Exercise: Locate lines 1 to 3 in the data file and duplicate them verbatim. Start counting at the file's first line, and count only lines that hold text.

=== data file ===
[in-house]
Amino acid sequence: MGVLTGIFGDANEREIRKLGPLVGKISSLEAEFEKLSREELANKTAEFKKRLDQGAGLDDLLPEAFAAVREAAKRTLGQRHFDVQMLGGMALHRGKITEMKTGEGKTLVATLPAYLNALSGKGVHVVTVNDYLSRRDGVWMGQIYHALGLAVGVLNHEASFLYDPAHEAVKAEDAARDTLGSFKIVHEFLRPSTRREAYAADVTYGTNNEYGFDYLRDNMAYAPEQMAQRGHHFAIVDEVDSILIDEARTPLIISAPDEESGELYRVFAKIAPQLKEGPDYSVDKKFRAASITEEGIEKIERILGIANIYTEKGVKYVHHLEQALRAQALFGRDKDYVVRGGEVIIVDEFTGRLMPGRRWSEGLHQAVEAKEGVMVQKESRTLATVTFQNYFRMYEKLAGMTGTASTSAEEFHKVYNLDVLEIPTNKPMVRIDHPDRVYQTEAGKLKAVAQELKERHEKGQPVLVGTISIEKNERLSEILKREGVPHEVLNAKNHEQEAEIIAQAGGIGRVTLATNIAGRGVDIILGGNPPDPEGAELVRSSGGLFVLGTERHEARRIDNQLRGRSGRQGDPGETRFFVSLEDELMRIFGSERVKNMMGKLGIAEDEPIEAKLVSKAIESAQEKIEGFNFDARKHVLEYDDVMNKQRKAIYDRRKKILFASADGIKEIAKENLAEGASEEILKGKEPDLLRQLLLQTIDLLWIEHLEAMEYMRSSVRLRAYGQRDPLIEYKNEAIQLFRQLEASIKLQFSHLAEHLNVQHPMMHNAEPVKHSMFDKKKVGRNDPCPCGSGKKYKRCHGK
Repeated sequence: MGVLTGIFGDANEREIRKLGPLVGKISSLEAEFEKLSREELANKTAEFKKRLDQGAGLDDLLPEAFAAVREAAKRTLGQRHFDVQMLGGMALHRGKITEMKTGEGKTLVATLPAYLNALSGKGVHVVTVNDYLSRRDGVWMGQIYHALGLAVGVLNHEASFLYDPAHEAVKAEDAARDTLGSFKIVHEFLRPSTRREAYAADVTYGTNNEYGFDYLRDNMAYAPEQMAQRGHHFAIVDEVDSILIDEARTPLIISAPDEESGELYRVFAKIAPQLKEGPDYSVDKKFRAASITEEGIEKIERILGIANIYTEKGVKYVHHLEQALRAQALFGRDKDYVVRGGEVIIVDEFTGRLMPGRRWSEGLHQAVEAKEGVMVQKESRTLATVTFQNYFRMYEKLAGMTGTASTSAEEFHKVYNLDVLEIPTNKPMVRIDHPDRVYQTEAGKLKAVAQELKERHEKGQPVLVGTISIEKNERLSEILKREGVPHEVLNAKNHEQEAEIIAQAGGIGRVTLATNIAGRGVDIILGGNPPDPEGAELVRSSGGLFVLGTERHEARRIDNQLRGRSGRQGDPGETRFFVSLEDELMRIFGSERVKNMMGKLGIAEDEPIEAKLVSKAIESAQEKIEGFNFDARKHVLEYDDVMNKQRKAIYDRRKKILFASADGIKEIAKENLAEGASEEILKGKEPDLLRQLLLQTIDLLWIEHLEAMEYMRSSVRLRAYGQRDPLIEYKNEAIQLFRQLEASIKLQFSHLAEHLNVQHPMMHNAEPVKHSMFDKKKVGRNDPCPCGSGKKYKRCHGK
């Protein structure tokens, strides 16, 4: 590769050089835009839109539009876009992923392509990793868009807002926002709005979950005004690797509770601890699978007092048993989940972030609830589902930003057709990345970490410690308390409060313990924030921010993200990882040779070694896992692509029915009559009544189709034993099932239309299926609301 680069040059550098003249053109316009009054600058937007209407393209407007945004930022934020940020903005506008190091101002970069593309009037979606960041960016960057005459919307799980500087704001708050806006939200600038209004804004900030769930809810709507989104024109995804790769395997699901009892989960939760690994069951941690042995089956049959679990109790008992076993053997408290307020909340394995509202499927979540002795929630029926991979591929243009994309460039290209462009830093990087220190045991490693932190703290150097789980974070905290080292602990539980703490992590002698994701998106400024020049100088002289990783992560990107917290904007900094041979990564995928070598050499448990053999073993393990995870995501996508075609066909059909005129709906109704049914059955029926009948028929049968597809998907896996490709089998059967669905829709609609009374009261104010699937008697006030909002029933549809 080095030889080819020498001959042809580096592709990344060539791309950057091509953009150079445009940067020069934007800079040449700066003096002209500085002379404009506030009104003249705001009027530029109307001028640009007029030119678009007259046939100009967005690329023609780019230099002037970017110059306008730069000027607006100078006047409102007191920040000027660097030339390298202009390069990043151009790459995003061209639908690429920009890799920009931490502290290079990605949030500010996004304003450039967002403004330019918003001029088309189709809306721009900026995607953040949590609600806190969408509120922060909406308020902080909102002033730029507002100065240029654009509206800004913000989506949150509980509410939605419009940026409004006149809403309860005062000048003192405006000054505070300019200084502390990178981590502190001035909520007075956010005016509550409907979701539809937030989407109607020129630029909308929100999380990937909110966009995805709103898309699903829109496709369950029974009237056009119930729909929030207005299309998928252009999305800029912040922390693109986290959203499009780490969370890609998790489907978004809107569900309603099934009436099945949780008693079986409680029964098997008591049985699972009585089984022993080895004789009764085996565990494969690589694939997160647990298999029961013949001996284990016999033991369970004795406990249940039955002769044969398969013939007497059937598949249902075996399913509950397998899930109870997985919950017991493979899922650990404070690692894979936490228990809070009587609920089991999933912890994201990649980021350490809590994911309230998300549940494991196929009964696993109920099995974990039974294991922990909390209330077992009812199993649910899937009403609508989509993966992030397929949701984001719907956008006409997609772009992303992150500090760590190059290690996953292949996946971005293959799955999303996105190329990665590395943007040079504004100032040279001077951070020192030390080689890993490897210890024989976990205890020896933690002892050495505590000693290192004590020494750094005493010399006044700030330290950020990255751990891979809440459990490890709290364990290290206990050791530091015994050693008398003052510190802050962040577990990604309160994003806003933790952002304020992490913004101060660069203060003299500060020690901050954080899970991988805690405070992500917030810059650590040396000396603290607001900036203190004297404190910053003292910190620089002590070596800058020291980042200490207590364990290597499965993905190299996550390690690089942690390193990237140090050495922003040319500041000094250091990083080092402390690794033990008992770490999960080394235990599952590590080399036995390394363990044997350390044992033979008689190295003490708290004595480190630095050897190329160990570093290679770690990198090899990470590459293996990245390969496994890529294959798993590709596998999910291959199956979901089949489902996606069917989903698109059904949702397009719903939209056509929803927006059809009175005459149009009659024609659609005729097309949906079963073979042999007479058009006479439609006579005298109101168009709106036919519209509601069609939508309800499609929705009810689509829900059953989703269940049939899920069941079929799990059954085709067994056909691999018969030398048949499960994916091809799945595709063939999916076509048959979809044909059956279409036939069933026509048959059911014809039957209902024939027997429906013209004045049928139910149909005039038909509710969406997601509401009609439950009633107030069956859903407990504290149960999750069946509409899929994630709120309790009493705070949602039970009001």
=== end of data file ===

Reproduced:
[in-house]
Amino acid sequence: MGVLTGIFGDANEREIRKLGPLVGKISSLEAEFEKLSREELANKTAEFKKRLDQGAGLDDLLPEAFAAVREAAKRTLGQRHFDVQMLGGMALHRGKITEMKTGEGKTLVATLPAYLNALSGKGVHVVTVNDYLSRRDGVWMGQIYHALGLAVGVLNHEASFLYDPAHEAVKAEDAARDTLGSFKIVHEFLRPSTRREAYAADVTYGTNNEYGFDYLRDNMAYAPEQMAQRGHHFAIVDEVDSILIDEARTPLIISAPDEESGELYRVFAKIAPQLKEGPDYSVDKKFRAASITEEGIEKIERILGIANIYTEKGVKYVHHLEQALRAQALFGRDKDYVVRGGEVIIVDEFTGRLMPGRRWSEGLHQAVEAKEGVMVQKESRTLATVTFQNYFRMYEKLAGMTGTASTSAEEFHKVYNLDVLEIPTNKPMVRIDHPDRVYQTEAGKLKAVAQELKERHEKGQPVLVGTISIEKNERLSEILKREGVPHEVLNAKNHEQEAEIIAQAGGIGRVTLATNIAGRGVDIILGGNPPDPEGAELVRSSGGLFVLGTERHEARRIDNQLRGRSGRQGDPGETRFFVSLEDELMRIFGSERVKNMMGKLGIAEDEPIEAKLVSKAIESAQEKIEGFNFDARKHVLEYDDVMNKQRKAIYDRRKKILFASADGIKEIAKENLAEGASEEILKGKEPDLLRQLLLQTIDLLWIEHLEAMEYMRSSVRLRAYGQRDPLIEYKNEAIQLFRQLEASIKLQFSHLAEHLNVQHPMMHNAEPVKHSMFDKKKVGRNDPCPCGSGKKYKRCHGK
Repeated sequence: MGVLTGIFGDANEREIRKLGPLVGKISSLEAEFEKLSREELANKTAEFKKRLDQGAGLDDLLPEAFAAVREAAKRTLGQRHFDVQMLGGMALHRGKITEMKTGEGKTLVATLPAYLNALSGKGVHVVTVNDYLSRRDGVWMGQIYHALGLAVGVLNHEASFLYDPAHEAVKAEDAARDTLGSFKIVHEFLRPSTRREAYAADVTYGTNNEYGFDYLRDNMAYAPEQMAQRGHHFAIVDEVDSILIDEARTPLIISAPDEESGELYRVFAKIAPQLKEGPDYSVDKKFRAASITEEGIEKIERILGIANIYTEKGVKYVHHLEQALRAQALFGRDKDYVVRGGEVIIVDEFTGRLMPGRRWSEGLHQAVEAKEGVMVQKESRTLATVTFQNYFRMYEKLAGMTGTASTSAEEFHKVYNLDVLEIPTNKPMVRIDHPDRVYQTEAGKLKAVAQELKERHEKGQPVLVGTISIEKNERLSEILKREGVPHEVLNAKNHEQEAEIIAQAGGIGRVTLATNIAGRGVDIILGGNPPDPEGAELVRSSGGLFVLGTERHEARRIDNQLRGRSGRQGDPGETRFFVSLEDELMRIFGSERVKNMMGKLGIAEDEPIEAKLVSKAIESAQEKIEGFNFDARKHVLEYDDVMNKQRKAIYDRRKKILFASADGIKEIAKENLAEGASEEILKGKEPDLLRQLLLQTIDLLWIEHLEAMEYMRSSVRLRAYGQRDPLIEYKNEAIQLFRQLEASIKLQFSHLAEHLNVQHPMMHNAEPVKHSMFDKKKVGRNDPCPCGSGKKYKRCHGK